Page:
A Network-by-Network Plan For Finding Paula Abdul's Next Gig
The signs of the Apocalypse were all around us this morning: Rainbows turning black as ash, songbirds suddenly suffocating and falling dead from their perches mid-warble, and, most chillingly, Paula Abdul no longer sitting behind a conspicuously placed Coca-Cola cup and mumbling incomprehensible, affirming feedback to pitch-impaired contestants reinterpreting Fall Out Boy covers of Police standards. Even though it's hard to see any reasons to go on living in the face of these end times, we all must spit out the sweet teat of self-annihilation long enough to realize one crucial fact: Paula will be just fine without American Idol. No, really, she will! Soon, the networks will be lining up to shower her in millions of dollars while gently cooing in her ear, "You were the real star of that two-bit karaoke competition, and together we're going to make the world forget about that mean Limey what's-his-name and the other what's-his-name who stands on stage and won't touch the girls."
And what will these suitors offer TV's biggest free agent? Movieline takes a network-by-network look at some of the projects Paula will have to choose from.
Obvious play: America's Got Paula!
Each summer, after the American Idol juggernaut is through reducing all primetime competition to smoldering, counterprogramming rubble, NBC rolls out its own showcase for the delusional, large-heartedly allowing those on furlough from inpatient psychiatric facilities to impress America with any genre of talent their caregivers have encouraged them to pursue in the course of their therapy. With nary an indispensable personality on its judging tribunal of Piers Morgan, Sharon Osbourne, and David Hasselhoff, removing the most contractually undesirable of the three placeholders and installing a key cog in the absurdly high-rated Idol machine would be a move guaranteed to boost the show's mediocre ratings. And with just a couple of weeks of intensive training in how to press the button that lights up Talent's big red X's of rejection (a small modification to the apparatus where each-button press dispenses a prescription painkiller should do the trick), Abdul will be ready to carry the franchise for years to come.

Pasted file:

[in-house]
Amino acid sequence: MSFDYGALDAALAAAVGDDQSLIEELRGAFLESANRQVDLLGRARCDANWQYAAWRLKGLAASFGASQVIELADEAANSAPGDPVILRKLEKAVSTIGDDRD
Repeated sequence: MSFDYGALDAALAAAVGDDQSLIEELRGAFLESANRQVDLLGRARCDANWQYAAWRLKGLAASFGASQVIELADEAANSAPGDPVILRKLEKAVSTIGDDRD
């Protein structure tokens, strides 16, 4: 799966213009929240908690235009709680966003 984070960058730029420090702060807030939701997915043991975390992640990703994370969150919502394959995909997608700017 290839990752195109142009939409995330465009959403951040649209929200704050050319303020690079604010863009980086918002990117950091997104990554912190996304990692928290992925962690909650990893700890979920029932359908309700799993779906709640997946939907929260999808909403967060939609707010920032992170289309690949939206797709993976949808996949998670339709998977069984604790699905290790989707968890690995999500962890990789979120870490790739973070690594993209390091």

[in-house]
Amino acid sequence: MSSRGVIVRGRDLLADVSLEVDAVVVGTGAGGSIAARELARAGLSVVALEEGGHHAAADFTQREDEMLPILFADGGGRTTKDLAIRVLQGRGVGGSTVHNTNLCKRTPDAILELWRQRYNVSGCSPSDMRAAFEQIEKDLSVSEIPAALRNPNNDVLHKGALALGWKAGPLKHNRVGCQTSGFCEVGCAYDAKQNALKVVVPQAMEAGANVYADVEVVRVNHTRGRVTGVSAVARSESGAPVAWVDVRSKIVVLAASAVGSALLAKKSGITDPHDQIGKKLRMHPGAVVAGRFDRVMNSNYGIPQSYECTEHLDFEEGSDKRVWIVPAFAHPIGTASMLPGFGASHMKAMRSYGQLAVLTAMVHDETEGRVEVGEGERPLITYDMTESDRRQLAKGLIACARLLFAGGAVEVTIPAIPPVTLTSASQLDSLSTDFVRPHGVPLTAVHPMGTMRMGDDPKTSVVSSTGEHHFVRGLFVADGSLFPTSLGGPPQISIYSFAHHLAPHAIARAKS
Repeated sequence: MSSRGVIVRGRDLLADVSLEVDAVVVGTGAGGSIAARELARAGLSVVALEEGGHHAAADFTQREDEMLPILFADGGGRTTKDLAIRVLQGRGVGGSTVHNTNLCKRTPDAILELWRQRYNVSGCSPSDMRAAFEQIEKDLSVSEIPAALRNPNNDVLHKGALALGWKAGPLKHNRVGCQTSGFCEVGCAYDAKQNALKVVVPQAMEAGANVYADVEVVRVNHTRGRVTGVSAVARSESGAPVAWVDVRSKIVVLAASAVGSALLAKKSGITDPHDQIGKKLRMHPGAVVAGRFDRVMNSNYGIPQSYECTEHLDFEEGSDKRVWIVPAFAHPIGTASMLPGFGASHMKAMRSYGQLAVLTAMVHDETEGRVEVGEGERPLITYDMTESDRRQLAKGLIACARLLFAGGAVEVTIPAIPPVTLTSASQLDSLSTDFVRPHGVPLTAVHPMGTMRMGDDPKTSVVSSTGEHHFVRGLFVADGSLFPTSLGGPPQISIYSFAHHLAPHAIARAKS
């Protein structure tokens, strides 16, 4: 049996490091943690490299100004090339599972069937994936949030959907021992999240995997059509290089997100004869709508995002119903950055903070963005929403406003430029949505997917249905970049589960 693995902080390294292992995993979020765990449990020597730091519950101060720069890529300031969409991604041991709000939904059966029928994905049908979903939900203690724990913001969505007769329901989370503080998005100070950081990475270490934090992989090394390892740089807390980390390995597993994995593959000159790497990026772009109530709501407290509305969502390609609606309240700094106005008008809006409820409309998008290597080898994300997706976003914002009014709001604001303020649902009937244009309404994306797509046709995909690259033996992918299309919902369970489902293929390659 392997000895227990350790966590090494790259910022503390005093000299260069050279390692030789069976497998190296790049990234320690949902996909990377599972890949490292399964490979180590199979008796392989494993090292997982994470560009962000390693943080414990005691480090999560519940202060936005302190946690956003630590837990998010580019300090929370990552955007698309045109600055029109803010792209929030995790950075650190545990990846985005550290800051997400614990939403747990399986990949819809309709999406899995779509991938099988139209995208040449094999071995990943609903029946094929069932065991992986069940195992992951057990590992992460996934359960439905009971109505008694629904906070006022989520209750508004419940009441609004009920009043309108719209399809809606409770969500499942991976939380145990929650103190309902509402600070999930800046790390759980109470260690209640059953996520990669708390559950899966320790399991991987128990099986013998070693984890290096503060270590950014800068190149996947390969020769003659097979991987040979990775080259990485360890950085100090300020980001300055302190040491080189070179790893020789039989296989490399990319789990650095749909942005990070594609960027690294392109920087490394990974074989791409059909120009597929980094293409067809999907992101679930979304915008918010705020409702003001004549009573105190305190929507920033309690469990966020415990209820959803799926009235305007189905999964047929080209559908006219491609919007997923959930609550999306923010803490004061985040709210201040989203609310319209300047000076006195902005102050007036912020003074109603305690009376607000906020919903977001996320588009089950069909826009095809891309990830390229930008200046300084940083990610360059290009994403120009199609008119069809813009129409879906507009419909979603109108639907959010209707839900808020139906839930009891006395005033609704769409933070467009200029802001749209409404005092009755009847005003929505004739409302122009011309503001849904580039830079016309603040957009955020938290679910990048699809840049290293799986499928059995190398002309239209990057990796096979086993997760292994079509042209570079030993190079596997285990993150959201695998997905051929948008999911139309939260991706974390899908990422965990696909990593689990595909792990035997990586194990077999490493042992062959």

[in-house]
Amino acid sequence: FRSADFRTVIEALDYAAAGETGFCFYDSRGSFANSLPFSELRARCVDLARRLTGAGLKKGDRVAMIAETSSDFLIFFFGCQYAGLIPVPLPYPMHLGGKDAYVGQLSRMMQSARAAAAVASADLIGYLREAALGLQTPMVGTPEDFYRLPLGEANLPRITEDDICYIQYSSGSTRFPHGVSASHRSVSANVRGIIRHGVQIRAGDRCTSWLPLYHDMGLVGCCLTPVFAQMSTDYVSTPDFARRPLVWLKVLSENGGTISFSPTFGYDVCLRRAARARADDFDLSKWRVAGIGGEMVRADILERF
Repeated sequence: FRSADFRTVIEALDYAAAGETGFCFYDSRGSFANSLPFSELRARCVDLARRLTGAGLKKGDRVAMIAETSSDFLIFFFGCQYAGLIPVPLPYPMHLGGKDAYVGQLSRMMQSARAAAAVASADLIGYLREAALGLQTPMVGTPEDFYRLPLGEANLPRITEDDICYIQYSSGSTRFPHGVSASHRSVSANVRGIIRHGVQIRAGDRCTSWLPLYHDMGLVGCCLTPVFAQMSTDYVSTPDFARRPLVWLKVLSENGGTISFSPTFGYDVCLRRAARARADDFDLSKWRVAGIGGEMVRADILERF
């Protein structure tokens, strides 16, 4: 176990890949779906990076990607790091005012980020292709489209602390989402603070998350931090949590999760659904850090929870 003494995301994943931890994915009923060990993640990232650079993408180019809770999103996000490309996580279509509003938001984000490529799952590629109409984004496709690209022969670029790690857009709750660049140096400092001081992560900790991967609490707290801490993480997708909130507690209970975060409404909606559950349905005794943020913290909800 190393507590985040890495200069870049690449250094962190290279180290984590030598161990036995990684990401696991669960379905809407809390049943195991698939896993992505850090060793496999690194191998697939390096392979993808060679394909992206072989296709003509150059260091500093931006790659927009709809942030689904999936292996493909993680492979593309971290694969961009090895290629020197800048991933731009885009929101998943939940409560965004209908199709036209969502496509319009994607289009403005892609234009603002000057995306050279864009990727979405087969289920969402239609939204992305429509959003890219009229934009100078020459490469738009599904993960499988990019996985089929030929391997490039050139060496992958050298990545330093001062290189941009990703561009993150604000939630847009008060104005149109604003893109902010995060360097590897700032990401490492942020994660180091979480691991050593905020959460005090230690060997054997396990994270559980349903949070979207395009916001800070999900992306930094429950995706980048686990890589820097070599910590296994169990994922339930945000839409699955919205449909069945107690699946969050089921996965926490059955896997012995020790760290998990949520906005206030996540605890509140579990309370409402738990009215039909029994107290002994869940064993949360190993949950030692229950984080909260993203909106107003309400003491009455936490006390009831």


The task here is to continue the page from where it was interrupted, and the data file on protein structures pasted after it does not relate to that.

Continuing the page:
Out-of-the-box play: Paula Abdul's Mercy
It seems that virtually every network is dipping its toe into the sassy-nurse-who's-actually-running-the-hospital waters, the new NBC regime might want to put its own stamp on a project developed under self-immolating rock star Ben Silverman with some explosive stunt-casting. Abdul would be a perfect fit to take Mercy in a darker, Nurse Jackie-esque direction, as a brilliant, tortured RN prone to making illicit withdrawals from the pharmacy. (Yes, indeed, we're going back to the pills, because how can we possibly ignore a personal brand Abdul's spent so many years cultivating?)
Obvious play: Dancing With Paula Abdul's Stars
As with NBC and America's Got Talent, ABC's got a natural landing spot for Abdul in Dancing with the Stars. And as with Talent, they'd have to oust one of their three arbiters to make room for Paula to avoid the disastrous four-judge alignment that ultimately made Paula seem expendable to her Idol overlords. Lone female judge Carrie Ann Inaba's gig would seem to be imperiled by Abdul's unexpected availability, unless she quickly develops some character quirks (read: entertaining chemical dependency or some kind of sudden-onset multiple-personality disorder) during hiatus. Watch the tabloids for Inaba's desperate progress in these areas.